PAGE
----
If the loan is secured by EU Allowances or UK Allowances, consideration will need to be given to the enforcement mechanism as dealing in the emissions allowances as part of the enforcement process might involve the performance of regulated activities in the EU or the UK, respectively. Appointing a third-party broker to buy the emissions allowances from the lender upon a default, or to arrange their sale to another person, may assist with keeping the lender outside the regulatory perimeter.
We would note, however, that the EU and UK positions might differ if the loan takes the form of a debt security or a loan note, which we assume is not the case.
Repo of emissions allowances
In the EU, MiFID II does not specifically list "repurchase transactions" as a type of financial instrument. However, where the emissions allowances in question are EU Allowances, repos of those allowances will be subject to regulation under MiFID II as they will involve the lender engaging in investment services and activities – specifically, dealing on own account and the execution of orders on behalf of clients – with respect to a financial instrument. The borrower may also be engaging in investment services and activities. Both parties will need to consider the extent to which they may be carrying on any regulated activities and whether any exemptions may apply.
In the UK, the position is similar to the EU position. Again, the RAO does not specifically list "repurchase transactions" as a type of specified investment, but repos of UK Allowances will be subject to UK financial services regulation as they will involve the performance of regulated activities – specifically, dealing in investments as principal. The borrower may also be engaging in regulated activities. Both parties will need to consider the extent to which they may be carrying on any regulated activities and whether any exclusions may apply.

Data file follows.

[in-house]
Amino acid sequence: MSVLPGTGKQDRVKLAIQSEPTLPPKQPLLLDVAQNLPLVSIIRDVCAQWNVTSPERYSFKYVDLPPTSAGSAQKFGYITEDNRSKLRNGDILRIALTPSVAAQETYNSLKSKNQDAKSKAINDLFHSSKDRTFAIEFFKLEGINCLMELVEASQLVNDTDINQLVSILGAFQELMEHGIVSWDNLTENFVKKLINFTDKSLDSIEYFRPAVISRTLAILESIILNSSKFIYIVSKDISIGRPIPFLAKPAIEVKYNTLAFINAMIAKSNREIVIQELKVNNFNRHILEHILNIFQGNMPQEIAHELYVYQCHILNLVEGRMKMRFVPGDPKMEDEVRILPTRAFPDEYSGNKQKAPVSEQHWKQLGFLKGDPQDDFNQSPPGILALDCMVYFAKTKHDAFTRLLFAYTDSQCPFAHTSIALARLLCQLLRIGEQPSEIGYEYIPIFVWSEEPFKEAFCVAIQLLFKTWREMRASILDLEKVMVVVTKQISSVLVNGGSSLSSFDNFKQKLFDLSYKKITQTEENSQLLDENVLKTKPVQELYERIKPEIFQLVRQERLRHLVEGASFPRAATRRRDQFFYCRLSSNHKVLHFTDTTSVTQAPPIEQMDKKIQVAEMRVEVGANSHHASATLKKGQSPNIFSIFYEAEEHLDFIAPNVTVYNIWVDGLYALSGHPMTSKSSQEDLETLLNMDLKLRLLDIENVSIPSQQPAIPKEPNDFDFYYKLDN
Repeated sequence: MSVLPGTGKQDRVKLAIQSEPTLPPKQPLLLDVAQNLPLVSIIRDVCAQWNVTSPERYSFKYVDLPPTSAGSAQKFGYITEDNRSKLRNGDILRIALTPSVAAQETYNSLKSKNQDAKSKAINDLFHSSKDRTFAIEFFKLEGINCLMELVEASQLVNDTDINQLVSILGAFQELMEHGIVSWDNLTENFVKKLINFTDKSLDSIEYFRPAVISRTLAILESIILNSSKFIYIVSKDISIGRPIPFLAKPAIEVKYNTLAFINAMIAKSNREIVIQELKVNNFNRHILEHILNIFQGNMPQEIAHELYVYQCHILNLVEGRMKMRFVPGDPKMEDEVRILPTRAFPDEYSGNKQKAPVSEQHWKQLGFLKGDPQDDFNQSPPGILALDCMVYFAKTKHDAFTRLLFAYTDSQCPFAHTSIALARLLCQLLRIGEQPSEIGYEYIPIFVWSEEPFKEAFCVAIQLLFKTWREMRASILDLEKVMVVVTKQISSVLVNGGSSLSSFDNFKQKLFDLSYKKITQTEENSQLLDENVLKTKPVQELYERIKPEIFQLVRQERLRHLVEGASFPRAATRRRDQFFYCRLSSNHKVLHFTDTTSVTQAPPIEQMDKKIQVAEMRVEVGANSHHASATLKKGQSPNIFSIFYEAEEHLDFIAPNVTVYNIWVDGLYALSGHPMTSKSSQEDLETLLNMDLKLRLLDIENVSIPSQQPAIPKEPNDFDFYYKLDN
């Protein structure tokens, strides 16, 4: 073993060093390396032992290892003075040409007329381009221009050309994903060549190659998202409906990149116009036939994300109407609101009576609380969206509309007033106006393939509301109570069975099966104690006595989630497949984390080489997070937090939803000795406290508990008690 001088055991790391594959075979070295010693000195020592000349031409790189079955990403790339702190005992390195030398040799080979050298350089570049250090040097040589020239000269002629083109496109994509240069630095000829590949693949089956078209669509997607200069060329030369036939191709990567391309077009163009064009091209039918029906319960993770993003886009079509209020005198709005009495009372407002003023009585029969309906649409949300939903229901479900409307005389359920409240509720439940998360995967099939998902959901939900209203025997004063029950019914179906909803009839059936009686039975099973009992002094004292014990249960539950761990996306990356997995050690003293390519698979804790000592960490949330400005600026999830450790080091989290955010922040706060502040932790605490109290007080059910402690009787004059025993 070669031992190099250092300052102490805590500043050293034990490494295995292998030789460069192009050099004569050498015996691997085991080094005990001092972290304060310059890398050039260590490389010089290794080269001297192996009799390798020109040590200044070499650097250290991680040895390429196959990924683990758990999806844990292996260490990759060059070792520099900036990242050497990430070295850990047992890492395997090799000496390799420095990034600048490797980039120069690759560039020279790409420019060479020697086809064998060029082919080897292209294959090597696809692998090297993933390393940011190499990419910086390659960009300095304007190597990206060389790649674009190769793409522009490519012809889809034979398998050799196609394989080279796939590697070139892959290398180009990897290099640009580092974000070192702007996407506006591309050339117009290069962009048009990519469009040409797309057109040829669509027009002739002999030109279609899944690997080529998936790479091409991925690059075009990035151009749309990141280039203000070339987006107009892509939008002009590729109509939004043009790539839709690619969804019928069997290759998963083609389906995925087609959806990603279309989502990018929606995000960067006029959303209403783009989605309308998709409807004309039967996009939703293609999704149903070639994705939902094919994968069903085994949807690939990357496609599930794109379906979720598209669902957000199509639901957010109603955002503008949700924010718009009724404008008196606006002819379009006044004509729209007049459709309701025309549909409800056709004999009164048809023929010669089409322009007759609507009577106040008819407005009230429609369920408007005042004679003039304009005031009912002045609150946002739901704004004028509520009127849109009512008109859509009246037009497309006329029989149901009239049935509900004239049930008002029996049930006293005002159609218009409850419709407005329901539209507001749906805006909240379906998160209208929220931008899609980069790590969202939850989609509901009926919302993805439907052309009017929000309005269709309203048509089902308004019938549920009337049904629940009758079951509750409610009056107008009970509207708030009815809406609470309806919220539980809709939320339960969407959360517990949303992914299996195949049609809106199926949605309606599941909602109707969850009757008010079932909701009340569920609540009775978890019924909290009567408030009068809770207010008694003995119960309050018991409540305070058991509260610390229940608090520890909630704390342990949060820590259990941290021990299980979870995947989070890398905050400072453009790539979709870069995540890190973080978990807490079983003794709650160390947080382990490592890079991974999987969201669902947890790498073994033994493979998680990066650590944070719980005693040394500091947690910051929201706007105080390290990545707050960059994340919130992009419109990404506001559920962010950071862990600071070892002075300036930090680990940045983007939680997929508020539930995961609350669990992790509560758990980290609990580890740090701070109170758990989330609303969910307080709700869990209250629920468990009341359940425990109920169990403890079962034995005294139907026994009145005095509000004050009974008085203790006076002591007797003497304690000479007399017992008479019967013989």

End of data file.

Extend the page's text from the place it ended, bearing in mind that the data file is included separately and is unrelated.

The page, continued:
The classification of the borrower as either a retail client, a professional client or an eligible counterparty will also be a relevant consideration for a repo structure. MiFID II and the Client Assets sourcebook of the FCA Handbook prohibit firms from entering into title transfer collateral arrangements – such as those found in industry-standard repo documentation – with retail clients in connection with certain types of regulated business.
Derivatives on emissions allowances
In the EU, cash settled and physically settled forwards, futures, options and other derivatives on EU Allowances are financial instruments pursuant to C(4) of Annex I to MiFID II. Derivatives on other types of emissions allowances and carbon credits may also be financial instruments.
In the UK, cash settled and physically settled forwards, futures, options and other derivatives on UK Allowances are specified investments pursuant to Articles 83, 84 and 85 of the RAO. Derivatives on other types of emissions allowances and carbon credits may also be specified instruments.
Exemptions from authorisation as an investment firm
Firms carrying out investment services and activities in connection with emissions allowances financing (such as dealing on own account or the reception and transmission of orders) need to be authorised as investment firms unless an exemption applies. There are only two exemptions that are specifically relevant to emissions allowances:
- the exemption for operators of installations; and
- the ancillary activities exemption.